The OrderManager object receives a Customer data from CustomerManager that passes full customer definition. However, inside the OrderManager code only CustomerId, PaymentMethod and BillingAddress are available. It is not entitled to access any other customer data.

And here’s another test:

[Test] 
public void GetCustomerThenRegisterGetAndShipOrder() 
{ 
    string endpointAddress1 = "net.pipe://localhost/CustomerManager"; 
    m_Host1 = CreateServiceHost(m_Binding, endpointAddress1); 
 
    m_CustomerManagerFactory = CreateChannelFactory(m_Binding, endpointAddress1); 
    var customerManager = m_CustomerManagerFactory.CreateChannel(); 
 
    string endpointAddress2 = "net.pipe://localhost/OrderManager"; 
    m_Host2 = CreateServiceHost(m_Binding, endpointAddress2); 
 
    m_OrderManagerFactory = CreateChannelFactory(m_Binding, endpointAddress2); 
    var orderManager = m_OrderManagerFactory.CreateChannel(); 
 
    var customer = customerManager.GetCustomer(1); 
    Order order = new Order(); 
    order.OrderDetails = "My order details"; 
    int orderId = orderManager.RegisterOrder(customer, order); 
    order = orderManager.GetOrder(orderId); 
    orderManager.ShipOrder(customer, order); 
}

Retrieving customer #1

Registering order from customer #1

Retrieving order #100

Shipping order #100 to customer #1, billing to Diamond St. 1 12345 Georgetown

Shipping order #100 to Club Ave. 2 67890 Johnstone

1 passed, 0 failed, 0 skipped, took 5,58 seconds (NUnit 2.4).

The first “Shipping order…” line in the test output comes from the OrderManager that only has a definition of BillingAddress. The second “Shipping order…” line is written by the ShipmentManager that only deals with DeliveryAddress. OrderManager.ShipOrder has the following implementation:

public void ShipOrder(Customer customer, Order order) 
{ 
    Console.WriteLine(string.Format("Shipping order #{0} to customer #{1}, billing to {2}", order.OrderId, customer.CustomerId, customer.BillingAddress)); 
 
    NetNamedPipeBinding binding = new NetNamedPipeBinding(NetNamedPipeSecurityMode.None); 
    string endpointAddress = "net.pipe://localhost/ShipmentManager"; 
 
    var host = new ServiceHost(typeof(ShipmentManager.ShipmentManager)); 
    host.AddServiceEndpoint(typeof(ShipmentManager.IShipmentManager), binding, endpointAddress);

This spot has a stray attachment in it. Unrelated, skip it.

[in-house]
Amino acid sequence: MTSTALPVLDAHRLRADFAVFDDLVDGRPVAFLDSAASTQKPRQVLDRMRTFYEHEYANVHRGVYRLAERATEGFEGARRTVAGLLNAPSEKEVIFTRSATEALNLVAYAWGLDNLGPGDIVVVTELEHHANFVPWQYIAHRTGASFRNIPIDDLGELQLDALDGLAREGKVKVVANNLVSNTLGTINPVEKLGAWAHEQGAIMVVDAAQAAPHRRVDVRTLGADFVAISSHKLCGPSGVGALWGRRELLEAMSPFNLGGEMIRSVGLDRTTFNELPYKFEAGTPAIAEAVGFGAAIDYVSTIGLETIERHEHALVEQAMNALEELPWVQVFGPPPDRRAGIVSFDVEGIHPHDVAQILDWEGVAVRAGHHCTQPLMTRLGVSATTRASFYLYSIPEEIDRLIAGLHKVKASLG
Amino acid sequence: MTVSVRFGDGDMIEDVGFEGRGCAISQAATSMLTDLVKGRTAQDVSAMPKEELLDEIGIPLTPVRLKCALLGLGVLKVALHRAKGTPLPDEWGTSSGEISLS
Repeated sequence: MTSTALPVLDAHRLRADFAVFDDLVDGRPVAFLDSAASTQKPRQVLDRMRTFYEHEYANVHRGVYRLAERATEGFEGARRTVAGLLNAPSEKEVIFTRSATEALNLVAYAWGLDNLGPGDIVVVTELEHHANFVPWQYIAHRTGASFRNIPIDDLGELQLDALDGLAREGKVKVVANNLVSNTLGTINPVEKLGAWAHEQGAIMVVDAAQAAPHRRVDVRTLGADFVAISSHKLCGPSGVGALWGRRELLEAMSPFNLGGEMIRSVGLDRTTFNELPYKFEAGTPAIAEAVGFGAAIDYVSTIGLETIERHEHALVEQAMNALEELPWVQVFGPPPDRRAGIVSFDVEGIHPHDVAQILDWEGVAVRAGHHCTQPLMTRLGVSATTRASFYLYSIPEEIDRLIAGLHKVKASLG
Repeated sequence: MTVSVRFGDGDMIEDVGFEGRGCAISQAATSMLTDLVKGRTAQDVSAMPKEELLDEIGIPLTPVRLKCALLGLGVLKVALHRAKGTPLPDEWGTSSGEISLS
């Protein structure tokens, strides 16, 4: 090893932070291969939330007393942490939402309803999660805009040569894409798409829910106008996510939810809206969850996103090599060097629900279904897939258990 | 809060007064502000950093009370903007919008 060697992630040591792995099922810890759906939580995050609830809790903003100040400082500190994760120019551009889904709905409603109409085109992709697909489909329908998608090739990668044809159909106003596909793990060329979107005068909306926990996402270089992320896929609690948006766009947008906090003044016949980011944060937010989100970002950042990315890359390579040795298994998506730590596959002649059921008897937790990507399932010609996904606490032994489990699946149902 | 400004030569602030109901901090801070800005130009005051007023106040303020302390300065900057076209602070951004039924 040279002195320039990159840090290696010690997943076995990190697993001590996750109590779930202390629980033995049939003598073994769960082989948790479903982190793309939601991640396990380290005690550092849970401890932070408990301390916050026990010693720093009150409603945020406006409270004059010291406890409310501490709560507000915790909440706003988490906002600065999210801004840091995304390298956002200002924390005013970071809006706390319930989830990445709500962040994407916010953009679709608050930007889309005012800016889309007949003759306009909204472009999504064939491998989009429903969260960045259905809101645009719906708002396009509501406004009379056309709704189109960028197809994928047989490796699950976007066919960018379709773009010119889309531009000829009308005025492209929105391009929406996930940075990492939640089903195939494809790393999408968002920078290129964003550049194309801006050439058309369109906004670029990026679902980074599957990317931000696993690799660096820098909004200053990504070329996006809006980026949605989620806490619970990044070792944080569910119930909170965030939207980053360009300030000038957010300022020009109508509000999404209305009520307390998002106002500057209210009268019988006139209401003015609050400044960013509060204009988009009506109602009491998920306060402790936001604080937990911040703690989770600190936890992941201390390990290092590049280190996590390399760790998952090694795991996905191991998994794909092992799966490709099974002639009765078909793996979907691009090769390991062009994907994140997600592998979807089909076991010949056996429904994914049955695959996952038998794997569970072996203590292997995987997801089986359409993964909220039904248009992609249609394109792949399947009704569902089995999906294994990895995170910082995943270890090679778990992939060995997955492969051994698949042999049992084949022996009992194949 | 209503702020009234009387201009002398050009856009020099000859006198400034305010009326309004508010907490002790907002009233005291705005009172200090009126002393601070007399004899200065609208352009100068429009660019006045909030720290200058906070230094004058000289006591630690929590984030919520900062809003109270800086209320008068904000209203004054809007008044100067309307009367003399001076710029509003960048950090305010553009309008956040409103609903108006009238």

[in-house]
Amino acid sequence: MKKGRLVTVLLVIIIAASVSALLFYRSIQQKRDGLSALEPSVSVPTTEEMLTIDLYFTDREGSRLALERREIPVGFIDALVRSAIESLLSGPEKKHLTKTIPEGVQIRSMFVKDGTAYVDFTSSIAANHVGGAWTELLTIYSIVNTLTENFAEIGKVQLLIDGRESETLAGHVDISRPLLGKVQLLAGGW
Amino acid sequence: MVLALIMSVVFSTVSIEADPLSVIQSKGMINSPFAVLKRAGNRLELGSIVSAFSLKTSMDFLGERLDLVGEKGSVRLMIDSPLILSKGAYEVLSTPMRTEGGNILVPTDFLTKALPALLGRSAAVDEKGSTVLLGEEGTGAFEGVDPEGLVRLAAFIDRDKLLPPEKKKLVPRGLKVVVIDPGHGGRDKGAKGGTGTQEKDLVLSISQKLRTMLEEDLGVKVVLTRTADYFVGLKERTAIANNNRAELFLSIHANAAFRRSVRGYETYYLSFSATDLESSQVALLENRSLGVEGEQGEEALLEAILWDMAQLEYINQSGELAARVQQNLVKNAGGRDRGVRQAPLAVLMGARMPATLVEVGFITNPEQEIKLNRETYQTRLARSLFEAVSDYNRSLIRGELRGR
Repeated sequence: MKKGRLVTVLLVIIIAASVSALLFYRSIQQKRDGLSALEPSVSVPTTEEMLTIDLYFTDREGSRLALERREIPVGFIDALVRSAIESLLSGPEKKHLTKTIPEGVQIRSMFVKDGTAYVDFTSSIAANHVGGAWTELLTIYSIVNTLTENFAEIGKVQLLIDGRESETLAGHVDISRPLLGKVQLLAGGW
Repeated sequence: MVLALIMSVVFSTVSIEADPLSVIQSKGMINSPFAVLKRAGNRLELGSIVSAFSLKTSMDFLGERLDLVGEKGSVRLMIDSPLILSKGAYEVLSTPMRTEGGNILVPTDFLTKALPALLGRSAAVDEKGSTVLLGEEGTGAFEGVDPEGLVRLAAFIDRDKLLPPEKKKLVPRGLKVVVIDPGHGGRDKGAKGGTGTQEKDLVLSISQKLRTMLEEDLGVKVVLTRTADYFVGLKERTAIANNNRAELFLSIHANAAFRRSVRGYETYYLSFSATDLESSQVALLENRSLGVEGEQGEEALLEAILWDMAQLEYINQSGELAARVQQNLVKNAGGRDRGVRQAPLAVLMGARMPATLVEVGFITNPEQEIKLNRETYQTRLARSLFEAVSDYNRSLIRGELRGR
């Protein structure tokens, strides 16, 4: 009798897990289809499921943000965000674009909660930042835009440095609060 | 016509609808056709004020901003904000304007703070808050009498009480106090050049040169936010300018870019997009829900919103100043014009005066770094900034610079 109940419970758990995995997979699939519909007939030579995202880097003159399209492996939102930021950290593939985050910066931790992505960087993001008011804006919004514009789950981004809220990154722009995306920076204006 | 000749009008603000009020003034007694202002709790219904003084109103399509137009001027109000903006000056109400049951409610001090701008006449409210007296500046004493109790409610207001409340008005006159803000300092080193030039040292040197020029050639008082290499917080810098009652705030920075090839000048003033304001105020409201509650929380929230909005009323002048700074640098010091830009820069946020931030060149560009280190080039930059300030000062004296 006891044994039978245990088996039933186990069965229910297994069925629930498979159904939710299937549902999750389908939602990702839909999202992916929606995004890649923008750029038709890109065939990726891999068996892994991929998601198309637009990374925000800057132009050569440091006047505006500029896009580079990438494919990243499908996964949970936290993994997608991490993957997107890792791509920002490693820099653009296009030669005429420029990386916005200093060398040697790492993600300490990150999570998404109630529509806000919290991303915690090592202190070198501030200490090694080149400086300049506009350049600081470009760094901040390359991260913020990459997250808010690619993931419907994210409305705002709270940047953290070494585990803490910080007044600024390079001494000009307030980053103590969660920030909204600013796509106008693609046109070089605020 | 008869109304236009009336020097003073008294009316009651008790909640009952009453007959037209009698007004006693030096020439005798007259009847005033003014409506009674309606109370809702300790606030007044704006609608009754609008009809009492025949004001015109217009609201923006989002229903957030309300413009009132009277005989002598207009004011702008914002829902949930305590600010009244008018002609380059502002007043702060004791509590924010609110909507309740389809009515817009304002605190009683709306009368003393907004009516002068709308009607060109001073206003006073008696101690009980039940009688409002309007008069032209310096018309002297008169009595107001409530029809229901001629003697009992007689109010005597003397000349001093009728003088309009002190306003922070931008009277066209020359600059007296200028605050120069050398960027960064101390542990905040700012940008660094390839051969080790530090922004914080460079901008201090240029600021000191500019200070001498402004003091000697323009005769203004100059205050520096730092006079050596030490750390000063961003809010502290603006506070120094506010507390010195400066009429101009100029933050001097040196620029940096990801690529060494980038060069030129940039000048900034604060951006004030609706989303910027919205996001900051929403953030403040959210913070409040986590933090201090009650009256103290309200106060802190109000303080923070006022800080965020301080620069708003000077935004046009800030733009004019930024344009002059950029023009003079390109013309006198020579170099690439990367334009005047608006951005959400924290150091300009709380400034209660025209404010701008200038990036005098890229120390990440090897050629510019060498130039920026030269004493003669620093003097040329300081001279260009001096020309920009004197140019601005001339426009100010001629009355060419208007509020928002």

host.Open(); 
 
    ChannelFactory channel = new ChannelFactory(binding, endpointAddress); 
    var shipmentManager = channel.CreateChannel(); 
 
    shipmentManager.ShipOrder(customer, order); 
 
    channel.Close(); 
    host.Close(); 
}

The implementation of ShipOrder inside ShipmentManager can’t be simpler:

public void ShipOrder(Customer customer, Order order) 
{ 
    Console.WriteLine(string.Format("Shipping order #{0} to {1}", order.OrderId, customer.DeliveryAddress)); 
}

What is interesting here is that ShipmentManager.ShipOrder is called by the OrderManage that does not have access to DeliveryAddress data on property level (it can of course dig it out from ExtensionData but I don’t think such code should pass a code review). Still ShipmentManager receives all information it needs assuming that that it was populated in first place by CustomerManager.

Use of IExtensibleDataObject definitely can become handy in some circumstances, and not only to solve versioning compatibility issues. Should the visibility of data contract members be solved using this technique? I don’t know. Perhaps if data contacts for different services are maintained by different teams or there are great chances that data contracts that once had the same nature will evolve into unrelated schemas, a different approach will serve better. But for related services – especially when their data contracts are managed wtihin a small team – this approach can keep keep services isolated and bring sufficient data encapsulation without use of data converters that usually require much bigger code writing effort.